A federal government investigation has found that a former owner of Astoria’s Ravenswood generators was involved in a price-fixing scheme that resulted in Con Edison customers being overcharged during a period of two years, a spokeswoman for the state Public Service Commission said.
The U.S. Department of Justice fined London energy company National Grid for $12 million, but a Manhattan federal judge has yet to sign off on the amount, the New York Post reported.
National Grid purchased the 2,480-megawatt Ravenswood plant, one of the highest-polluting generators in western Queens, when it merged with KeySpan in 2008. The site on Vernon Boulevard is now operated by energy company TransCanada Corp., which produces power for customers in the United States and Canada.
The Post reported Monday that KeySpan had orchestrated a $157 million price-fixing scheme, which caused Con Ed’s customers to overpay by an average $40 more between May 2006 and February 2008, when that company operated the generators.
KeySpan set up a deal with Morgan Stanley in 2006, under which the global financial services firm would pay the difference to the company if the price for Ravenswood’s power fell below $7.57 per kilowatt month, an electricity unit Con Ed buys by the millions, the Post reported.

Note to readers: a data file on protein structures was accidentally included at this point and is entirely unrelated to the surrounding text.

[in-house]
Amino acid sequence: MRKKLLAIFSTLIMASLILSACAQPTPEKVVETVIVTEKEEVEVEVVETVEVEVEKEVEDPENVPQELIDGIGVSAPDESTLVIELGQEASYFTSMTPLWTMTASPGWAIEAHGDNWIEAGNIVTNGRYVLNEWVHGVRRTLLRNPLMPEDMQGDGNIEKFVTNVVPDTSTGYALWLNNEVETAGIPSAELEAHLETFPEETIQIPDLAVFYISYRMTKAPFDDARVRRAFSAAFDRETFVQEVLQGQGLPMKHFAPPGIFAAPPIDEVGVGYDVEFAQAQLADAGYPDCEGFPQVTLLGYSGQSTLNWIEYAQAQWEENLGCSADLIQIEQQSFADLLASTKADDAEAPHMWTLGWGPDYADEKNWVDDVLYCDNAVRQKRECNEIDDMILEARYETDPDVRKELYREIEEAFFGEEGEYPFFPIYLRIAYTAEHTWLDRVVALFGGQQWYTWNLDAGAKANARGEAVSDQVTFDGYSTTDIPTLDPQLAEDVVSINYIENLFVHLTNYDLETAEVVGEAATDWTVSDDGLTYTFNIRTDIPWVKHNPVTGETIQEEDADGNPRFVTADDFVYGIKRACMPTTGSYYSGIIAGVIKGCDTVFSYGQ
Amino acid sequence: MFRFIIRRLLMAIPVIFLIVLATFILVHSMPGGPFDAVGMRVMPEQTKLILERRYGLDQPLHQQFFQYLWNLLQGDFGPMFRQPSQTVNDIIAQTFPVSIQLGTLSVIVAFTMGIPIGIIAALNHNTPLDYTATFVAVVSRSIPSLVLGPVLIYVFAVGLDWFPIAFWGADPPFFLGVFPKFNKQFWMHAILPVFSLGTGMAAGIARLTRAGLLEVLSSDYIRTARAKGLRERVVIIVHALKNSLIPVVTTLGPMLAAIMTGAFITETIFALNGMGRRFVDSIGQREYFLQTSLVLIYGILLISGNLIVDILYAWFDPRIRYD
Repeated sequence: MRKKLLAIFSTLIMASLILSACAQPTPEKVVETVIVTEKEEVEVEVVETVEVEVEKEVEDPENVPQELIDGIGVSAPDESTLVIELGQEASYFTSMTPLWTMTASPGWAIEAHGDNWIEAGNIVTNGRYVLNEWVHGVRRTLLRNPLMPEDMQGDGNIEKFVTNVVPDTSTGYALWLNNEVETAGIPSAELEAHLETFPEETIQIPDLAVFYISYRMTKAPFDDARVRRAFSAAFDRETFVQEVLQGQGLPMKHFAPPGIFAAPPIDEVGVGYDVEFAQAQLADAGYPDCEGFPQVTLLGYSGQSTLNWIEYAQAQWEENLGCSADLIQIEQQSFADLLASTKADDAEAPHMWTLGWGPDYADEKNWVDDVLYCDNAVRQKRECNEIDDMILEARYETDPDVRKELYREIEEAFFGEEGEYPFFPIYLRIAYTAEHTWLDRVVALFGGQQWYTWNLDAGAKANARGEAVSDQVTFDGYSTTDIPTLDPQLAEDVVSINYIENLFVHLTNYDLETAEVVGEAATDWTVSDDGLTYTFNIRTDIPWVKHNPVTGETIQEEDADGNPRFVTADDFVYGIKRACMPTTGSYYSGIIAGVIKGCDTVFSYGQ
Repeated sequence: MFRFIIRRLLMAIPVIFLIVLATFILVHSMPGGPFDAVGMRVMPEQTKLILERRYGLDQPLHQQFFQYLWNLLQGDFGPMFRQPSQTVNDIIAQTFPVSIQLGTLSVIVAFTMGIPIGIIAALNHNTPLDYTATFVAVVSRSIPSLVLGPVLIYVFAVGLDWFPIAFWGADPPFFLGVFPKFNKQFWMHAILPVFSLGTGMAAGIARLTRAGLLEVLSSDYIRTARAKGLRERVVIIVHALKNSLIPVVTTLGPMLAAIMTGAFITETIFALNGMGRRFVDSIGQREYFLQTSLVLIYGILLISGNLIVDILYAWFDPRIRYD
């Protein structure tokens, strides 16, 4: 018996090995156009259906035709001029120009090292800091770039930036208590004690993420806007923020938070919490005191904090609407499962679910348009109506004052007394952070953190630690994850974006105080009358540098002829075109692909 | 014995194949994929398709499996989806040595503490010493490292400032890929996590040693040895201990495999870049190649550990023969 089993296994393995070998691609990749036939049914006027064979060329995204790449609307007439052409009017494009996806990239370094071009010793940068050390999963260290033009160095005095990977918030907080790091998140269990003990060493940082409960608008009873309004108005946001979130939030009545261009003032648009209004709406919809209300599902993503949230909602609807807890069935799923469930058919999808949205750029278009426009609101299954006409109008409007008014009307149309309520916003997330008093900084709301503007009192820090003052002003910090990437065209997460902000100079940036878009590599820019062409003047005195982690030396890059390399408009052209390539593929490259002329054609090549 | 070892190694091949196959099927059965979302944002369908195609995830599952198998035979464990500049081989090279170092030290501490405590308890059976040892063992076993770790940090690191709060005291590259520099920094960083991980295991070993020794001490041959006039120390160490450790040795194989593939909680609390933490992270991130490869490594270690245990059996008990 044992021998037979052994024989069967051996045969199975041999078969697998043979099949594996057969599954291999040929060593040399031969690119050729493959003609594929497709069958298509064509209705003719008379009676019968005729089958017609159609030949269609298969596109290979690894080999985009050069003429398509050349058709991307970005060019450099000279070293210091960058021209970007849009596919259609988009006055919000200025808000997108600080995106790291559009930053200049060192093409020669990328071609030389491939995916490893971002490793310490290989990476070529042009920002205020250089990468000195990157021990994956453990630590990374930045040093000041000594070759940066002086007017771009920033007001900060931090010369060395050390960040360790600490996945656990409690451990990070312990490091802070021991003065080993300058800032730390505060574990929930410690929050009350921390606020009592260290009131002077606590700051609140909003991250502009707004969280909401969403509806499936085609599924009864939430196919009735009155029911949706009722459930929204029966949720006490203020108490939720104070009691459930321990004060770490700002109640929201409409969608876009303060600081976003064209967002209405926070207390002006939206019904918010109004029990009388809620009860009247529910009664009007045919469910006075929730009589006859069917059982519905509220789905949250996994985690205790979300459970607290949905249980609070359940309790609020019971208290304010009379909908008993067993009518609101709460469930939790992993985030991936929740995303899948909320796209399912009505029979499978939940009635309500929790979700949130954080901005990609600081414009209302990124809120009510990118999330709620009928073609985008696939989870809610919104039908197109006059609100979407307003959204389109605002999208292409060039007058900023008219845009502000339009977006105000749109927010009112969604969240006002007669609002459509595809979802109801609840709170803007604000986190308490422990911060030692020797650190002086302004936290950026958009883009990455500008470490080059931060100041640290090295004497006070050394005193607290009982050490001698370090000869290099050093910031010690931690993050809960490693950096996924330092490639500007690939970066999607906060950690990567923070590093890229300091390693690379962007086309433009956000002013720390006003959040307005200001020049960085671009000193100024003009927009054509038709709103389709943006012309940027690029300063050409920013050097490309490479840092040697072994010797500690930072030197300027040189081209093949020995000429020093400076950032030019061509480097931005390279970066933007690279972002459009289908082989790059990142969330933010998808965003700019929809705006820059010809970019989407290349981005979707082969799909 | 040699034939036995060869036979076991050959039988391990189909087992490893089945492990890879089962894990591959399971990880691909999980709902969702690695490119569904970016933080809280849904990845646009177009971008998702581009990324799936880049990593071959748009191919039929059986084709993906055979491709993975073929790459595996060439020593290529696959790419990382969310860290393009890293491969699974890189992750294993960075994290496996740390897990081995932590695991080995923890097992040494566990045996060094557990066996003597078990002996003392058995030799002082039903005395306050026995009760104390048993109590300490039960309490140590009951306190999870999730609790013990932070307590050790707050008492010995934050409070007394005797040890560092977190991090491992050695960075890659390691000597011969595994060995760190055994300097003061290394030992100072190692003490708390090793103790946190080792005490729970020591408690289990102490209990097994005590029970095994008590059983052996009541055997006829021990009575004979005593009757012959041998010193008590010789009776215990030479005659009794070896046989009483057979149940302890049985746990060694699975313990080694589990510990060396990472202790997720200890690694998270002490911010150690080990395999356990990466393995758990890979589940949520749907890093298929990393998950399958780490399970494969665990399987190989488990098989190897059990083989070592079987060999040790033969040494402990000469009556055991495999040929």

Morgan Stanley also made a deal with Astoria Energy, KeySpan’s competitor, under which the firm received the excess if the power company got more than $7.07 per kilowatt month of power, the Post reported.
The financial firm then used excess funds to pay KeySpan when its price fell below $7.57, giving KeySpan access to Astoria Energy’s cash flow in violation of anti-trust laws, the Post reported.
Con Ed needed Ravenswood’s power and was therefore forced to overpay and bill its customers, the Post reported.
The PSC spokeswoman said the agency was currently not commenting on the matter, but Con Ed issued a statement this week.
“Con Edison raised this issue with federal regulators to ensure that energy markets operate fairly and that supply charges be monitored carefully,” the statement read. “Since then safeguards have been established to better protect customers.”
The Department of Justice could not be reached for comment.
City Councilman Peter Vallone Jr. (D-Astoria) said the fine was not enough to correct the situation.
“For years, we have paid the highest rates in the continental U.S. and now we find these rates were partly the result of illegal price fixing,” he said. “This is a step in the right direction, however, millions of overcharged customers deserve a further investigation to ensure that this doesn’t happen again.”
The Ravenswood facility is a gas and oil-fired generator that incorporates steam turbine, combined cycle and combustion turbine technology. The generating station has the capacity to provide about 21 percent of the city’s energy needs.
Reach reporter Nathan Duke by e-mail at email@example.com or by phone at 718-260-4566.
©2010 Community News Group
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